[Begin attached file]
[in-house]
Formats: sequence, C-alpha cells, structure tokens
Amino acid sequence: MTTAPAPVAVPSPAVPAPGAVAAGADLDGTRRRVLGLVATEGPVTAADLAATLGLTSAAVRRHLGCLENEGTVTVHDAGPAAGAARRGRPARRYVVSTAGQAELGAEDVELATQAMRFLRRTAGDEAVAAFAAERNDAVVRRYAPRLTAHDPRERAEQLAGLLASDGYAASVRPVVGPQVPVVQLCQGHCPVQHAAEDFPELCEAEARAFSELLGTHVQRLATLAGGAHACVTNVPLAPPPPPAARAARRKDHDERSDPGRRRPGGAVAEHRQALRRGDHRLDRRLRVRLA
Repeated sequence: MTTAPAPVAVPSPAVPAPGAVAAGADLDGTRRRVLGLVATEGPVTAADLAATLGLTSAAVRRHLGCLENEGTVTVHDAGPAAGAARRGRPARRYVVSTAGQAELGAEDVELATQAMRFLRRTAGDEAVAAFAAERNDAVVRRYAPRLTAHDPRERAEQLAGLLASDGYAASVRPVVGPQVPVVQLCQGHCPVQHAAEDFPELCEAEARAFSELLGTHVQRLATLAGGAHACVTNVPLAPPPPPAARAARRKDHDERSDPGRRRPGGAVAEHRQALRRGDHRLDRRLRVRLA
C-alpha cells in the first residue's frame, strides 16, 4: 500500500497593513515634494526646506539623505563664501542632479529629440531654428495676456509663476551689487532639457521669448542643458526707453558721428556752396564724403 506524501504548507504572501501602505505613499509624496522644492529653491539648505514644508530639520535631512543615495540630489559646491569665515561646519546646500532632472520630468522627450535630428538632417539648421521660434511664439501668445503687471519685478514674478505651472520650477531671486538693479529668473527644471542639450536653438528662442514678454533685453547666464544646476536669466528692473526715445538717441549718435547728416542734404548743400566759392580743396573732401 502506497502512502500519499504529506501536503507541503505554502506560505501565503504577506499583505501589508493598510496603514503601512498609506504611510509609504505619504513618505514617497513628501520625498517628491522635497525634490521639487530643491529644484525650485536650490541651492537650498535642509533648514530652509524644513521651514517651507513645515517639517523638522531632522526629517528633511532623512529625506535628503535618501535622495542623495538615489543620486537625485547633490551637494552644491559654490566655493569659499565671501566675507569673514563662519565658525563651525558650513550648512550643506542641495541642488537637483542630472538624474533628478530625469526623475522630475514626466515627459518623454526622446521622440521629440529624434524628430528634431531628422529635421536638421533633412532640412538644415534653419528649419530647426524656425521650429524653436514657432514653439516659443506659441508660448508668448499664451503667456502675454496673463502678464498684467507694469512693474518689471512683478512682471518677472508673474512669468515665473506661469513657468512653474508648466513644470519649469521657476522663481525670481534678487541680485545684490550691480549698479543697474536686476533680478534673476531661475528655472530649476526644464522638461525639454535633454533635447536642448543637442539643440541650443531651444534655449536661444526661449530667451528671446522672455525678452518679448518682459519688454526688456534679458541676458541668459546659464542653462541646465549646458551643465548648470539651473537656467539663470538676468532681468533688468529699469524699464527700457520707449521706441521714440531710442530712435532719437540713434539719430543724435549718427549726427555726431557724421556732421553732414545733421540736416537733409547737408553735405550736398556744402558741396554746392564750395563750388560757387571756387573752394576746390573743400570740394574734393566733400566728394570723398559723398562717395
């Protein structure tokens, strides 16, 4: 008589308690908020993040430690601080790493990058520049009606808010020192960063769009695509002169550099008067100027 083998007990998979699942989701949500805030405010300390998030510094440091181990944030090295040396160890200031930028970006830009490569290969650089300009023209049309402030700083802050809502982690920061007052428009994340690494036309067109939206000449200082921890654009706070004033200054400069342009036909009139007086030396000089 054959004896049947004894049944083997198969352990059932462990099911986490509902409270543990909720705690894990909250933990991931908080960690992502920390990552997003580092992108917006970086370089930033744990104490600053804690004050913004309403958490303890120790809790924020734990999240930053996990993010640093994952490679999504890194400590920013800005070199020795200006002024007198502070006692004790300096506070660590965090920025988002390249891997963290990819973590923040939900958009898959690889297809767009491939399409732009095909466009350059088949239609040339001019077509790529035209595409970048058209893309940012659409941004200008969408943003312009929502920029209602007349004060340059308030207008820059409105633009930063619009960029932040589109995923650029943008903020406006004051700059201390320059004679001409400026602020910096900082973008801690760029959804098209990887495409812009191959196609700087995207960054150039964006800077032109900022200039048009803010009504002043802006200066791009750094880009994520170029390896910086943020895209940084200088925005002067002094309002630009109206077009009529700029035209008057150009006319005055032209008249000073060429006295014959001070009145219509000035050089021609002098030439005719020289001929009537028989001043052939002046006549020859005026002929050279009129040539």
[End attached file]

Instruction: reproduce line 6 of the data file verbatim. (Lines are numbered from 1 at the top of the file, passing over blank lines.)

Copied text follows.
């Protein structure tokens, strides 16, 4: 008589308690908020993040430690601080790493990058520049009606808010020192960063769009695509002169550099008067100027 083998007990998979699942989701949500805030405010300390998030510094440091181990944030090295040396160890200031930028970006830009490569290969650089300009023209049309402030700083802050809502982690920061007052428009994340690494036309067109939206000449200082921890654009706070004033200054400069342009036909009139007086030396000089 054959004896049947004894049944083997198969352990059932462990099911986490509902409270543990909720705690894990909250933990991931908080960690992502920390990552997003580092992108917006970086370089930033744990104490600053804690004050913004309403958490303890120790809790924020734990999240930053996990993010640093994952490679999504890194400590920013800005070199020795200006002024007198502070006692004790300096506070660590965090920025988002390249891997963290990819973590923040939900958009898959690889297809767009491939399409732009095909466009350059088949239609040339001019077509790529035209595409970048058209893309940012659409941004200008969408943003312009929502920029209602007349004060340059308030207008820059409105633009930063619009960029932040589109995923650029943008903020406006004051700059201390320059004679001409400026602020910096900082973008801690760029959804098209990887495409812009191959196609700087995207960054150039964006800077032109900022200039048009803010009504002043802006200066791009750094880009994520170029390896910086943020895209940084200088925005002067002094309002630009109206077009009529700029035209008057150009006319005055032209008249000073060429006295014959001070009145219509000035050089021609002098030439005719020289001929009537028989001043052939002046006549020859005026002929050279009129040539």